The pain is to be sequenced first but do not use code 786.59 for chest pain; 338.3, Neoplasm-related pain, was created for this situation. In this case, because only the pain is being treated and was the reason for admission, neoplasm-related pain is the principal diagnosis. “Since the neoplasm code will provide information regarding the specific site, an additional code for the site of pain should not be assigned” (AHA Coding Clinic, 2007, second quarter, pages 13-14).
As if these examples aren’t enough to cause your own chest pain, consider the probable cause and the multiple cause scenarios. Even they have variations in how they must be handled depending on the terminology used in the physician documentation. The following are examples based on the Official ICD-9-CM Coding Guidelines, Section II, Selection of Principal Diagnosis:
• Patient E: The cause of chest pain is documented as “probably due to the patient’s GERD.” This is charted in the history and physical and the progress notes on days 1 and 2. However, on day 3, the diagnosis is listed as chest pain and the probable cause is never mentioned in subsequent documentation or on the discharge summary.
The principal diagnosis must be chest pain unless the probable cause is documented at discharge (ie, on a discharge progress note or in a discharge summary). A coder can query the physician for an addendum with the most probable cause of the chest pain. If the doctor documents this probable cause in the chart, then the principal diagnosis can be changed to GERD and the chest pain is not coded.
• Patient F: The cause of chest pain is documented on discharge as follows: “MI [myocardial infarction] ruled out. CP [chest pain] might be due to GERD or MSK [musculoskeletal] strain. Discharge patient for follow-up with primary care physician for further diagnostics.”
Finally, it’s OK to code chest pain as the principal diagnosis, followed by codes for the differential diagnoses of reflux and musculoskeletal strain.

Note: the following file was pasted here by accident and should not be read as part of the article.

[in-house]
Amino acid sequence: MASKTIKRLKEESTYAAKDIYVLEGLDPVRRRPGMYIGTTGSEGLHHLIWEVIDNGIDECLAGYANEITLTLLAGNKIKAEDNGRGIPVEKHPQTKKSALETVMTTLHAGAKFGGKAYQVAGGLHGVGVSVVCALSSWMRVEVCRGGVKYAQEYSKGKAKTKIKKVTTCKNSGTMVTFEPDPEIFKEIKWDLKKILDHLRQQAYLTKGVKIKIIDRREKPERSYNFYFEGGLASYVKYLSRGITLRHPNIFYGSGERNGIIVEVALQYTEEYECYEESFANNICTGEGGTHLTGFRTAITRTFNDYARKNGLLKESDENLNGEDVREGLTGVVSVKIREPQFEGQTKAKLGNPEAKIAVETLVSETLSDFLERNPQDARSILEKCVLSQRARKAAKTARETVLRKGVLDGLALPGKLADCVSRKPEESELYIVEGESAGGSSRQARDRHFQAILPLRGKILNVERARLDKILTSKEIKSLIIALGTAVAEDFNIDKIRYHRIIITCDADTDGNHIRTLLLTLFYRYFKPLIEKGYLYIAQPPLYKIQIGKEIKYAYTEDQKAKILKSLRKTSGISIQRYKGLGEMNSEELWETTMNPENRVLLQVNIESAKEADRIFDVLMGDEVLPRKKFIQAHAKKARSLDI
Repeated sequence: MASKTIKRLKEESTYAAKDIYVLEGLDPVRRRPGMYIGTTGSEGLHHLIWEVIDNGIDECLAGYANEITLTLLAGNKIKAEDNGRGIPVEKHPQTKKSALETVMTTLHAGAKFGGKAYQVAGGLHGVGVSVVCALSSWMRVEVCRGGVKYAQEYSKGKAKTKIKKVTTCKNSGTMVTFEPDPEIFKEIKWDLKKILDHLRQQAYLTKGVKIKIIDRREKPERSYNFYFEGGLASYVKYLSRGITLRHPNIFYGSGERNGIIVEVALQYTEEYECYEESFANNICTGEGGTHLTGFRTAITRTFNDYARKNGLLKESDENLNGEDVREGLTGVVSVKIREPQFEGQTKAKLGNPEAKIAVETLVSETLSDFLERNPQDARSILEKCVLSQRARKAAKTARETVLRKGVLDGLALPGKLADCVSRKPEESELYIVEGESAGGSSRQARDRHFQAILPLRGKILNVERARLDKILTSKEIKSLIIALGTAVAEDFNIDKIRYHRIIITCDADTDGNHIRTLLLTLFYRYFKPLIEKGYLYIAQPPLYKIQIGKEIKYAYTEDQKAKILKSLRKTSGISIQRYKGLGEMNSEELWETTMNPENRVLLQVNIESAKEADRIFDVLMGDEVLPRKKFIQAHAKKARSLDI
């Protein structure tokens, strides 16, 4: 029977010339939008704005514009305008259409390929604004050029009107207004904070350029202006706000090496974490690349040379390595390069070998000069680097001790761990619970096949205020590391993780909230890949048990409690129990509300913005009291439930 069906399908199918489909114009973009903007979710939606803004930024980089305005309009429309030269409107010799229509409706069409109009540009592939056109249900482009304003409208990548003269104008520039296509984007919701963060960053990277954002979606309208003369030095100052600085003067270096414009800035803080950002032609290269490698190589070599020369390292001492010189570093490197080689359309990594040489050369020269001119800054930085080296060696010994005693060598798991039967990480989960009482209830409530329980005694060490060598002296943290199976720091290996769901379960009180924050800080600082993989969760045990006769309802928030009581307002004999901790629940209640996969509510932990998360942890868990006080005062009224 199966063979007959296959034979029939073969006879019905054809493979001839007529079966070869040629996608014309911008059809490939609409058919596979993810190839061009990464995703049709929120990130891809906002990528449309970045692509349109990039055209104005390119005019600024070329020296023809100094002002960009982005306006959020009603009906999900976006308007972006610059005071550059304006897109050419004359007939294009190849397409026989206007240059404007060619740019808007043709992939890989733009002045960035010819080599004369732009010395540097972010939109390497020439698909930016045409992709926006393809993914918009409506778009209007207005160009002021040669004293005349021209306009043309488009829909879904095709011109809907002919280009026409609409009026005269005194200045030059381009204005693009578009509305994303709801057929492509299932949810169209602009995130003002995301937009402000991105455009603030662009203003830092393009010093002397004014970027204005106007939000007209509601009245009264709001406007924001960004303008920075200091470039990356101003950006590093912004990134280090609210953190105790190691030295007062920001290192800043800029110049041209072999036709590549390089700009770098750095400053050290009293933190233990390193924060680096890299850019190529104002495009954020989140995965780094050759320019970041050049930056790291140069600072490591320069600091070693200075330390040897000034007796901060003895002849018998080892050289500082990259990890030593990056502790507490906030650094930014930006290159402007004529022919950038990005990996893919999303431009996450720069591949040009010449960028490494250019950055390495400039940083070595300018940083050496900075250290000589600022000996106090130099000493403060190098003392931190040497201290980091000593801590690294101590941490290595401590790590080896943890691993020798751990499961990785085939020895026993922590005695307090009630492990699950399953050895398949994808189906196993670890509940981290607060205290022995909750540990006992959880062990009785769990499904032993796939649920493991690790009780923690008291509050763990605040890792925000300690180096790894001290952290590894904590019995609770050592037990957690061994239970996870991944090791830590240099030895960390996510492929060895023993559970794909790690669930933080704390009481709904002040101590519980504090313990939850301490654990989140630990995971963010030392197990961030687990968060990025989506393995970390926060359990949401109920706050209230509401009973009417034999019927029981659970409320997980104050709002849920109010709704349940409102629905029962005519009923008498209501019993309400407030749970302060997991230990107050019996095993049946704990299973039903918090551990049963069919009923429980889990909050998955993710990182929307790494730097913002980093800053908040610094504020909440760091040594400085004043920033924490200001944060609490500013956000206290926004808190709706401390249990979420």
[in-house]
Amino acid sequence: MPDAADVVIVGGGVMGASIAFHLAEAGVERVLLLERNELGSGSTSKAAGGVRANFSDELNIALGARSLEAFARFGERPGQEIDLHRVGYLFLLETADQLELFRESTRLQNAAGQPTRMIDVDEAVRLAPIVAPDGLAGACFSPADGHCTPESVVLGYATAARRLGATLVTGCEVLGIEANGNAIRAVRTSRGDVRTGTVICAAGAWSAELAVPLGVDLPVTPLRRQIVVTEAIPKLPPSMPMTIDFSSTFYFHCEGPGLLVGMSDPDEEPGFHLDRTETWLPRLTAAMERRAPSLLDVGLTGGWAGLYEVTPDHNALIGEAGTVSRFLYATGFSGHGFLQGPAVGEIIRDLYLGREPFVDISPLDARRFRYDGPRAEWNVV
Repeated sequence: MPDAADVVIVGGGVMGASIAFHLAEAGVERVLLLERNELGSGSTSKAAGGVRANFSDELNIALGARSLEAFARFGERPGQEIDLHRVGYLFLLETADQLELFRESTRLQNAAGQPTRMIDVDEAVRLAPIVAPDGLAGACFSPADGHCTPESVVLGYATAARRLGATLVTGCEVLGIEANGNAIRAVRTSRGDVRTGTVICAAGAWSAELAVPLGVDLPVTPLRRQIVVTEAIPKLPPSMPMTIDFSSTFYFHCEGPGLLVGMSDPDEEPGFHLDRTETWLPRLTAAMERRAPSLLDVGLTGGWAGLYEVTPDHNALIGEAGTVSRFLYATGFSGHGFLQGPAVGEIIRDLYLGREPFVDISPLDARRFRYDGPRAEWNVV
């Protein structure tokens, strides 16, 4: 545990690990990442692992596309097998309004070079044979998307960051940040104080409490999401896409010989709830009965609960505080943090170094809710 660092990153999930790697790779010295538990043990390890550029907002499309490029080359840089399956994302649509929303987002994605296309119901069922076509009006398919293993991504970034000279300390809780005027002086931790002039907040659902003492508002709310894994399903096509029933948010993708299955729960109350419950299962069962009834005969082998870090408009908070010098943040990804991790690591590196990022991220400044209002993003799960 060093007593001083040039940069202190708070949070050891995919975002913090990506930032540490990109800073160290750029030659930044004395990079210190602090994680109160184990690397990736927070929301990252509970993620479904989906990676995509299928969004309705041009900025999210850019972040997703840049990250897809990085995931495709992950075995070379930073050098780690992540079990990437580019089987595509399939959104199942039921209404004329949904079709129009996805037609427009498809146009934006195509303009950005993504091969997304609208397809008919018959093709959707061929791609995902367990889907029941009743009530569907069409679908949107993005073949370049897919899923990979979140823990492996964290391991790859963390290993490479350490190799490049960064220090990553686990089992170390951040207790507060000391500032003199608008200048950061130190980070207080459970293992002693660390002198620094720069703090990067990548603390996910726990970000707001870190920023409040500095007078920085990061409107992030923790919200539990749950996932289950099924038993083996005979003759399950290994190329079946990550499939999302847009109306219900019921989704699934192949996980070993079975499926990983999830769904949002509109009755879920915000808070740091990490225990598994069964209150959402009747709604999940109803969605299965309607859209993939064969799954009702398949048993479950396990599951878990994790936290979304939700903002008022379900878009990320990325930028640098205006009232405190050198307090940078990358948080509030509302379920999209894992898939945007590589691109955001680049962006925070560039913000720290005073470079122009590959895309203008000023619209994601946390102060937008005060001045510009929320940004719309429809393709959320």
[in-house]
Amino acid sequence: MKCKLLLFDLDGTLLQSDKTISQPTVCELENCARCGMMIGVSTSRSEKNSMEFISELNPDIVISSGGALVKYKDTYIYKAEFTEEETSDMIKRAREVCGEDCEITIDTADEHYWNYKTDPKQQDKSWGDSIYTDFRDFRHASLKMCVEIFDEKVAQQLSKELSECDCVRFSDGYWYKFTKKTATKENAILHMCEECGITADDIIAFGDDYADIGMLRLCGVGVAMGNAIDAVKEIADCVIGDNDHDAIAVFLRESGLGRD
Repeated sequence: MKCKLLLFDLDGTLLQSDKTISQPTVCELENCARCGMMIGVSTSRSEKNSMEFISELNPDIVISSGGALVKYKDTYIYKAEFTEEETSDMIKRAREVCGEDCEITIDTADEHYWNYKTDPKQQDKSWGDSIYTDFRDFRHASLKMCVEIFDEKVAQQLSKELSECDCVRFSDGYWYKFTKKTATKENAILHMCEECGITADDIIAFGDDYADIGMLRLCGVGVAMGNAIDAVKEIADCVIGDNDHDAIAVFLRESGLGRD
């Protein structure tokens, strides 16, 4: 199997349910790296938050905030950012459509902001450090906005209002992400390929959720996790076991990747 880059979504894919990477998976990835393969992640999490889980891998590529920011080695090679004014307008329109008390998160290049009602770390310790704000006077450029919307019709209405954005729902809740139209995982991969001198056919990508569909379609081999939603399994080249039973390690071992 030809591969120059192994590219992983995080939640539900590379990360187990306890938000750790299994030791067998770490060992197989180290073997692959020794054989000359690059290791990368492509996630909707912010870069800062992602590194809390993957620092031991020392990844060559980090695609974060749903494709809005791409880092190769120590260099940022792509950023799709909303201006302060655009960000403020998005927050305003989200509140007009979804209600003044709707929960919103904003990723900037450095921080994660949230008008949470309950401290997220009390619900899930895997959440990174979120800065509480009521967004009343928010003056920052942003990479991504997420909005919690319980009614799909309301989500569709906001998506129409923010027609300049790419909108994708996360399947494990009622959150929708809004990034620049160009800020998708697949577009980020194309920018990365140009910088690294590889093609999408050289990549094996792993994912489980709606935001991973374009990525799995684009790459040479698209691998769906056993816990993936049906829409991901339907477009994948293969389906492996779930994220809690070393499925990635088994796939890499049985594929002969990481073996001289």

• Patient G: The cause of chest pain is documented as stemming from both a community-acquired pneumonia and an exacerbation of CHF. The patient is treated with IV antibiotics and IV Lasix.
The coder may sequence either the CHF or the pneumonia first, with the other as secondary. Chest pain is not coded. Unlike a documented differential diagnosis, this case specifies that the patient has both conditions and that the chest pain is due to both.
Is coding sometimes confusing and apparently contradictory? Yes, it certainly is. The more we dig into detailed rules and diagnosis-specific rules, the worse it can seem. The rules fit the circumstances of each case or each chapter, and the ambiguities of physician documentation can make matters even more complex. But remember, if it was easy, coders would be earning minimum wage, and if it was fun, they’d be paying the hospital instead of the other way around.
Learn the rules, embrace the challenges, and you’ll find plenty of good reasons to keep loving to code.
— Judy Sturgeon, CCS, CCDS, is the clinical coding/reimbursement compliance manager at Harris County Hospital District in Houston and a contributing editor at For The Record. While her initial education was in medical technology, she has been in hospital coding and compliance for 21 years.